A California appellate court overturned a lower court decision on Friday, ruling that charter cities must comply with the state’s sanctuary laws.
The city of Huntington Beach argued that because they are a charter city they are entitled to autonomy in regulating and enforcing laws deemed to be “municipal affairs” without state intrusion in accordance with the California Constitution, Article XI, Section 5.
The city argued the California Values Act (CVA) “is ‘an impermissible, un-Constitutional overreach, is void, and should be invalidated’ because it intrudes upon the City’s control of its police force.” Section 7284.6 of the CVA was specifically targeted in the suit because it imposes specific limits on state and local law enforcement when aiding federal law enforcement in the execution of federal immigration enforcement.
The California Supreme Court previously set forth a “four-step ‘analytical framework’ to determine whether a state law unconstitutionally infringes” on a charter city’s authority. The appellate court used this framework and found that there was a conflict between the CVA and the city’s authority. However, because the legislature laid out a series of justifications for the enactment of the CVA which illustrated the “statewide concern” addressed by the law, the court held the CVA must be followed by charter cities.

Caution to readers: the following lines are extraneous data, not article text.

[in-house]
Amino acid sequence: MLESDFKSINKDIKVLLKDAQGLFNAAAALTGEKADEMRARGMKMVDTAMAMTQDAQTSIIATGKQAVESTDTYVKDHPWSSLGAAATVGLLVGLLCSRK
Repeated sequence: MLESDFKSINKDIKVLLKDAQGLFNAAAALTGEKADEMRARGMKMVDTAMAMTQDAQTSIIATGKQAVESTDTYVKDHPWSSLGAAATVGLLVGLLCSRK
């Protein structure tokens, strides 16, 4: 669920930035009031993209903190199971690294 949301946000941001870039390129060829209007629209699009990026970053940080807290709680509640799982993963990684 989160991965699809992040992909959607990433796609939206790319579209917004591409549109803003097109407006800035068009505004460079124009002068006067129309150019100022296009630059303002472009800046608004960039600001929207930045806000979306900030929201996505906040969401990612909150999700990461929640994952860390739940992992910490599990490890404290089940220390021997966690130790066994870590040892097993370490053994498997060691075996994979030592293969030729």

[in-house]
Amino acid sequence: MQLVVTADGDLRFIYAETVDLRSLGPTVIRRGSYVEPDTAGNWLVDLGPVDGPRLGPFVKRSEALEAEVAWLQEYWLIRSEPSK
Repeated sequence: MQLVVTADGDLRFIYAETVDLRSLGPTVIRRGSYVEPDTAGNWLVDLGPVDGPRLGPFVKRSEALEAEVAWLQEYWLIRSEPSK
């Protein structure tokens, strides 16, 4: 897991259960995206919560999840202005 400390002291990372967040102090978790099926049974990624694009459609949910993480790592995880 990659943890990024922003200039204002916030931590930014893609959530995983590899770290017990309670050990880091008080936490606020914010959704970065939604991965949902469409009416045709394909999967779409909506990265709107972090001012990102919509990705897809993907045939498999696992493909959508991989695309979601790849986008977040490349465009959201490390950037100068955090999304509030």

This is not the first time the California law has faced a legal battle. In 2018 the Trump administration filed suit against California, arguing the CVA hindered federal immigration enforcement officials from executing federal law. In 2019 the US Court of Appeals for the Ninth Circuit ruled against the administration, holding that California’s law did not conflict with federal immigration law.